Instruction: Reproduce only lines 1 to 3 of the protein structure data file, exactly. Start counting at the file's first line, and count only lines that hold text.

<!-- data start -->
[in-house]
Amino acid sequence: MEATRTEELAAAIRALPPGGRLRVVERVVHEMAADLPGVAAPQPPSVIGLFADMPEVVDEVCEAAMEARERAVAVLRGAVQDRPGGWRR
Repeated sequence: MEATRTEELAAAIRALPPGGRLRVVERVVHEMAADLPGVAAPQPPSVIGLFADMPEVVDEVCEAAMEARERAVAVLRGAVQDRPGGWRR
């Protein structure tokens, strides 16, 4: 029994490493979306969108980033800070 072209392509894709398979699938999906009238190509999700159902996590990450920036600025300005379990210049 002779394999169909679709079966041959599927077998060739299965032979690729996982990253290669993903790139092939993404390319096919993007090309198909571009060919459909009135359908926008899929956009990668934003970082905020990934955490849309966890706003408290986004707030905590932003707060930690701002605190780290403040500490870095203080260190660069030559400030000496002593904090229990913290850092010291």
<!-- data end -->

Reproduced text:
[in-house]
Amino acid sequence: MEATRTEELAAAIRALPPGGRLRVVERVVHEMAADLPGVAAPQPPSVIGLFADMPEVVDEVCEAAMEARERAVAVLRGAVQDRPGGWRR
Repeated sequence: MEATRTEELAAAIRALPPGGRLRVVERVVHEMAADLPGVAAPQPPSVIGLFADMPEVVDEVCEAAMEARERAVAVLRGAVQDRPGGWRR